Book review: The Woman Who Fought an Empire

Gregory J. Wallance’s new biography of Sarah Aaronsohn reveals her devotion to her work and frustration at being underestimated.

SARAH AARONSOHN with fellow Nili spies Yosef Lishansky (left) and Liova Schneersohn in Cairo, 1917. (photo credit: POTOMAC BOOKS)
SARAH AARONSOHN with fellow Nili spies Yosef Lishansky (left) and Liova Schneersohn in Cairo, 1917.
(photo credit: POTOMAC BOOKS)
Israeli history boasts some powerful female figures, one of the most effective of whom was surely Sarah Aaronsohn.
The saga of this stalwart heroine is documented in Gregory J. Wallance’s new book, The Woman Who Fought an Empire: Sarah Aaronsohn and her Nili Spy Ring.

Wallance’s saga is a fascinating, entirely readable entry into the history of the Nili spy ring, a group of Jews who spied for the British in hopes of aiding in the overthrow of the Ottoman Empire in Palestine. Aaronsohn, the leader of the operation, was motivated by witnessing the Armenian genocide on her way from Constantinople to her hometown of Zichron Ya’acov. She feared a similar fate would befall Jews under the Ottomans, and set out to do her part to influence regime change.
The text is accessible and engrossing even for novices of Middle Eastern and World War I history, though it provides sufficient depth into the principal Nili figures to still keep more informed Zionist history aficionados interested.
The book is more about the ring than about Aaronsohn herself, however, and might more aptly be titled “The men who admired the woman who fought an empire.” The book makes it clear that a man had merely to meet Aaronsohn once, or even to hear about her in passing, to fall in love with her. Nearly every non-relative in the tale is in love with Aaronsohn, old and young, adventurers and intellectuals, bachelors and husbands – it makes little difference; all were enchanted by Sarah’s blond hair and “dainty hands.”
What is most poignant about the book, especially in this modern #MeToo era, is how much this admiration hindered and vexed Sarah, who was devoted to her work and suffered frequent setbacks due to the jealous behavior and emotional outbursts of her male “colleagues.” In comparison to her egocentric brother Aaron, her hot-tempered and impulsive compatriots Avshalom Feinberg and Yosef Lishansky, her brother’s dreamy and spiritual assistant Liova Schneersohn (all of whom, besides Aaron, seemed to be obsessively enamored of her), she described herself as “stronger than iron and cold as stone.”
“I would never have believed that I could find such strength in myself,” she wrote in a letter.
Wallance observed that Aaronsohn was a much more effective spy than most of those around her, including her more famous brother Aaron, in that she was able to control her emotions and withhold information even from the people she loved most – skills one would think prerequisites for a functional spy.
Aaronsohn’s persistence in remaining calm, methodical and goal-oriented amid the political machinations, egotistical posturing, and frankly pathetic lovesickness of her male compatriots makes her a sympathetic figure to the reader, and (spoiler alert, for the Nili uninitiated) makes her early demise at the hands of another impulsive compatriot who caved when captured all the more tragic and frustrating.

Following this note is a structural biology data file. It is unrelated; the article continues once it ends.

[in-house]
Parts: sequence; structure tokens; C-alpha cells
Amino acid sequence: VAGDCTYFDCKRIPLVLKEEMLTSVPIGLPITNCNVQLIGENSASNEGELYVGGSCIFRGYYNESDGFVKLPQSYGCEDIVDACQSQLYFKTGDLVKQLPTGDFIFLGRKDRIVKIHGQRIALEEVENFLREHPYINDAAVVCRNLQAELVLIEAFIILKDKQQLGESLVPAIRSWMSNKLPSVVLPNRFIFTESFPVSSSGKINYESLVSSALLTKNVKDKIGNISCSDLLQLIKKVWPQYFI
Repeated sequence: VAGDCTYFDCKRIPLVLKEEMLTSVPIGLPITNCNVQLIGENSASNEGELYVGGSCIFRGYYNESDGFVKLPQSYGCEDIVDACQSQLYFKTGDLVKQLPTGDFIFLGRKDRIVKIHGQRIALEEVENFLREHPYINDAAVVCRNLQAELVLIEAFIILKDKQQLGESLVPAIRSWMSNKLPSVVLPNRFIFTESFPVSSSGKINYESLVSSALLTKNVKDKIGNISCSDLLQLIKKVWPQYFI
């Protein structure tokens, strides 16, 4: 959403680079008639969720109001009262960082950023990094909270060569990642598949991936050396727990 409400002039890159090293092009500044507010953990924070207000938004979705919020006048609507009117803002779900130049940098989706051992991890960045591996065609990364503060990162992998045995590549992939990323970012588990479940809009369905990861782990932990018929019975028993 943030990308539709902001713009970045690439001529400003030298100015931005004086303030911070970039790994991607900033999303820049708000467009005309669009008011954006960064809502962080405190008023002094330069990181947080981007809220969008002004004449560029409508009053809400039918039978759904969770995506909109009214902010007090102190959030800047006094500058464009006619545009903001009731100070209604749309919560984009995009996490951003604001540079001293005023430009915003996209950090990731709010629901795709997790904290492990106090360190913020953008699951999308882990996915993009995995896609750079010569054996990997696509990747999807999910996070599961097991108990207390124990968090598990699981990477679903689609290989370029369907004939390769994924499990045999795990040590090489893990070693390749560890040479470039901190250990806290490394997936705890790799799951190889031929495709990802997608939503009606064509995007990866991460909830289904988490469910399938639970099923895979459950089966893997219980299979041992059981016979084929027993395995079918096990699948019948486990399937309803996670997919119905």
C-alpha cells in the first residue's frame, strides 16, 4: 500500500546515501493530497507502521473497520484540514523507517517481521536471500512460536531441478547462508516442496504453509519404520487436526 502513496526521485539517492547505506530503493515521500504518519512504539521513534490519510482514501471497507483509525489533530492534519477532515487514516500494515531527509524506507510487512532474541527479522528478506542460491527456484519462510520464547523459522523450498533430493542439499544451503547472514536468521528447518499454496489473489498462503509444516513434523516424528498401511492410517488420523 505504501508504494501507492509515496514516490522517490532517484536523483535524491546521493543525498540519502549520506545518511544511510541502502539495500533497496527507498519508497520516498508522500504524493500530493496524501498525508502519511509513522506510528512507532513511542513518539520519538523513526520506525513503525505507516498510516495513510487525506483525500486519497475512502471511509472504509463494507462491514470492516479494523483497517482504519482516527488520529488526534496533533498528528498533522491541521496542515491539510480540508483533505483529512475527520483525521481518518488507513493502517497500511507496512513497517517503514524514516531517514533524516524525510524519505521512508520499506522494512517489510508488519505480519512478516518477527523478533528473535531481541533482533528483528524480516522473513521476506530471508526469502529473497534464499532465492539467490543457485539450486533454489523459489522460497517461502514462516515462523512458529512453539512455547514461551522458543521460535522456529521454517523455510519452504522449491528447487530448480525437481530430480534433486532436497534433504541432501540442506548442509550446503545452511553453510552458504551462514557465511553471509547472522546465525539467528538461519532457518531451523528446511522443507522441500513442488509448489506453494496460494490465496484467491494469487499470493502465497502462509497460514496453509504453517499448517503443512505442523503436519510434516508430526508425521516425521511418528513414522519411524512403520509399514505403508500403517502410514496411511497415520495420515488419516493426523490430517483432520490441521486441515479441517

Strangely, although many apt comparisons could be made between Aaronsohn and other women of her time who struggled for the resources, acknowledgment and independence necessary to do their work effectively, Wallance makes just one comparison: to alleged German spy and exotic dancer Mata Hari. Wallance three times makes this analogy, each time seemingly elevating Aaronsohn as a true spy and denouncing Mata Hari as “the nude dancer and courtesan who had no significant espionage achievements.”
Yanko Epstein, an occasional Nili helper, refused to enter the research station where Aaronsohn worked because he didn’t approve of her evidently sharing a room with Lishansky. In fact, Wallance writes, Epstein bragged about this in retrospect to Israeli writer Hillel Halkin: “A woman who stoops to spying doesn’t stop there. What is it to surrender your body when you’ve already surrendered all else?” Aaronsohn is unable to get out from underneath this oppressive male gaze even in her own biography. Whether due to editorial selection or lack of material, we hear much more about her from the men around her than from her own words.
“God hasn’t granted me the talent of writing and expressing myself in words, and that’s why many beautiful things and many profound thoughts are buried in the deepest chambers of my heart, without being heard and understood by others,” she wrote in response to an over-the-top love letter from a colleague.
While that might not be a bad trait in a spy, it does leave Aaronsohn and her true feelings rather mysterious and at the mercy of the interpretation of her male hangers-on. The Woman Who Fought an Empire is a tantalizing peek into her life, and a frustrating reminder of how her gender impeded her in various ways, making her accomplishments all the more impressive.
A Turkish officer who observed Aaronsohn refusing to reveal information even after days of severe torture noted that she was worth “one hundred men.” Wallance leaves readers marveling at her accomplishments and wondering, intentionally or not, what more she could have accomplished with colleagues more like herself.